100 Greatest U.S. Modern Coins Series: 1990, No S, Lincoln Cent, Proof

The Lincoln cent is one of the most struck denominations to have ever come from the United States Mint. That said, when one is deemed highly coveted and rare, it tends to be for a considerable reason. That is certainly the case with this next coin we will be covering from Whitman Publishing’s 100 Greatest United States Modern Coins blog series. With help from authors Jeff Garrett and Scott Schechter, we will take a closer look at this top ten pick that happens to be missing a particularly important design feature.

#9 – 1990, No S, Lincoln Cent, Proof

The omission of a mint mark has happened before. However, this 1990-dated Lincoln cent is significant because it was the last time such an occurrence happened on a Proof coin. The 1990, No S, Lincoln cent is a Proof struck at San Francisco and is the only Lincoln cent missing its mint mark. The coin is exceedingly rare, making it extremely expensive and out of reach for collectors of the Proof Lincoln Memorial cents.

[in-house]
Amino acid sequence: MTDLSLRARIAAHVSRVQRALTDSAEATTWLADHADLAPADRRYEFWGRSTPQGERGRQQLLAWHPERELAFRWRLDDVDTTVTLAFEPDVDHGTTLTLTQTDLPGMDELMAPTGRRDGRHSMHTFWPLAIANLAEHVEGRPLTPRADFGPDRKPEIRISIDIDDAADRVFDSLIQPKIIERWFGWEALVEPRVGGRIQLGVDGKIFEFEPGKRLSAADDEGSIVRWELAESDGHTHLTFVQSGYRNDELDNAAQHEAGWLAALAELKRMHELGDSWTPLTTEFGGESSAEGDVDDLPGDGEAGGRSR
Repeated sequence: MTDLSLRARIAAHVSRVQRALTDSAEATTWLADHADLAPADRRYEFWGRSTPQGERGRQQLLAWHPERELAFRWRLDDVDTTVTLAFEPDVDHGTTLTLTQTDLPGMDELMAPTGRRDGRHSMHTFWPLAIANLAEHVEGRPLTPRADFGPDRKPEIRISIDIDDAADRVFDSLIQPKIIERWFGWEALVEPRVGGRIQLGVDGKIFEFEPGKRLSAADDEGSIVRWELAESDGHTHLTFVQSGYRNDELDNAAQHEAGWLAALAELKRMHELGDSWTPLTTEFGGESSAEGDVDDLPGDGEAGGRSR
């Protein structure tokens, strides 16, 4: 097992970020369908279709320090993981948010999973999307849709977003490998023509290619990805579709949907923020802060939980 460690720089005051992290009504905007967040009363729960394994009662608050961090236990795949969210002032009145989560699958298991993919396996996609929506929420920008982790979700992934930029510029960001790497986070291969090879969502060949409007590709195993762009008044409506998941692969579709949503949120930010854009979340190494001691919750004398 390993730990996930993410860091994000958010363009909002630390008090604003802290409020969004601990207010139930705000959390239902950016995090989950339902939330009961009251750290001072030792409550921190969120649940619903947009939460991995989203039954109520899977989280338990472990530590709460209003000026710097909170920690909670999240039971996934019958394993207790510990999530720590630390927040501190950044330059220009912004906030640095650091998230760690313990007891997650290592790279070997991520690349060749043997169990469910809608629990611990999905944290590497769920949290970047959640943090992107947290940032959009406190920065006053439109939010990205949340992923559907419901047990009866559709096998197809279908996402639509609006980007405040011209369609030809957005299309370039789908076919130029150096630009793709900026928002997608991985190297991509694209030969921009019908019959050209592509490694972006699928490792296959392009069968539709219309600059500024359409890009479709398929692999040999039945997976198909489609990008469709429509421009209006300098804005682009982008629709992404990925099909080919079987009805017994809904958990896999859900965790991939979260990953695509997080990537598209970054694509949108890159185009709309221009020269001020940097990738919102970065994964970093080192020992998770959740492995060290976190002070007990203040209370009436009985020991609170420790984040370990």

The Lincoln cents were issued in the Proof sets and Prestige Proof sets. In 1990, a Proof die struck around 3,700 cents, which is the approximate mintage for the 1990, No S, Lincoln cent. The coin was found not long after the Proof sets were released as the United States Mint confirmed the mistake and said they had retrieved and did away with 145 of those examples. Due to this, the reported mintage of this Proof Lincoln cent is recorded at 3,555. In total, there were around 2.8 million Proof sets issued in 1990. However, the total number of Proof cents without the mint mark that have been recovered has been less than one tenth of the number of sets issued. Such a low rate has made collectors question if there are fewer than the actual 3,555 reported mintage.

One of the biggest questions to come from this error was how did it manage to happen? The preparation of a Proof die requires a number of steps all done by hand, meaning that there were numerous Mint employees who handled the die and inspected it. How did they all miss the fact that the mint mark was not there? One theory suggested that before 1985, individual dies featured mint marks that were put there by hand, making room for human error. Is this what happened? It is also made clear by the authors that “Lincoln cent dies without mint marks in 1990 would have all been clearly intended for the production of circulating coinage.” When it comes to the 1990, No S, Lincoln cent, the die intended to strike the circulating coins was instead treated and used to strike Proof coins at San Francisco.

In the first edition of this publication, this coin was #13. It has moved up four spots for this fourth edition (#9).